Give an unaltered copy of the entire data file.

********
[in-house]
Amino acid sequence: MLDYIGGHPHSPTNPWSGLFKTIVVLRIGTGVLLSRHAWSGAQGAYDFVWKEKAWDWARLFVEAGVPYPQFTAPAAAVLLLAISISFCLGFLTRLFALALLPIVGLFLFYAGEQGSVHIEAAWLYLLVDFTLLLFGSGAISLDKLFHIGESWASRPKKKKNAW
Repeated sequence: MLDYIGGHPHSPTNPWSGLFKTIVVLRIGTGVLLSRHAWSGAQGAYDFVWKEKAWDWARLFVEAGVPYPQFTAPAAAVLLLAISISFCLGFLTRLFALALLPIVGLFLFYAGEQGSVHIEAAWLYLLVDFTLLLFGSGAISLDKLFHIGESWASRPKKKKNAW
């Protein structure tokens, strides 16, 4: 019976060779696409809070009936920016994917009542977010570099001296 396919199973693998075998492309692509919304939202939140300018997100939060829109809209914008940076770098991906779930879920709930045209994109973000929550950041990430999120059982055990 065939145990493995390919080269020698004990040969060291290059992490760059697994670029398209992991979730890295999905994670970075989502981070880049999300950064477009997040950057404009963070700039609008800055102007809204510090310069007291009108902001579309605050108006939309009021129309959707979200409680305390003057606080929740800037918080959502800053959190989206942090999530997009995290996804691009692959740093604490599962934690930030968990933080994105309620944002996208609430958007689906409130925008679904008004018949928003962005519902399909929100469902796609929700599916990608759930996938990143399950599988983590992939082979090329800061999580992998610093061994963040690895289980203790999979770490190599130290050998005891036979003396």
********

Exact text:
[in-house]
Amino acid sequence: MLDYIGGHPHSPTNPWSGLFKTIVVLRIGTGVLLSRHAWSGAQGAYDFVWKEKAWDWARLFVEAGVPYPQFTAPAAAVLLLAISISFCLGFLTRLFALALLPIVGLFLFYAGEQGSVHIEAAWLYLLVDFTLLLFGSGAISLDKLFHIGESWASRPKKKKNAW
Repeated sequence: MLDYIGGHPHSPTNPWSGLFKTIVVLRIGTGVLLSRHAWSGAQGAYDFVWKEKAWDWARLFVEAGVPYPQFTAPAAAVLLLAISISFCLGFLTRLFALALLPIVGLFLFYAGEQGSVHIEAAWLYLLVDFTLLLFGSGAISLDKLFHIGESWASRPKKKKNAW
């Protein structure tokens, strides 16, 4: 019976060779696409809070009936920016994917009542977010570099001296 396919199973693998075998492309692509919304939202939140300018997100939060829109809209914008940076770098991906779930879920709930045209994109973000929550950041990430999120059982055990 065939145990493995390919080269020698004990040969060291290059992490760059697994670029398209992991979730890295999905994670970075989502981070880049999300950064477009997040950057404009963070700039609008800055102007809204510090310069007291009108902001579309605050108006939309009021129309959707979200409680305390003057606080929740800037918080959502800053959190989206942090999530997009995290996804691009692959740093604490599962934690930030968990933080994105309620944002996208609430958007689906409130925008679904008004018949928003962005519902399909929100469902796609929700599916990608759930996938990143399950599988983590992939082979090329800061999580992998610093061994963040690895289980203790999979770490190599130290050998005891036979003396």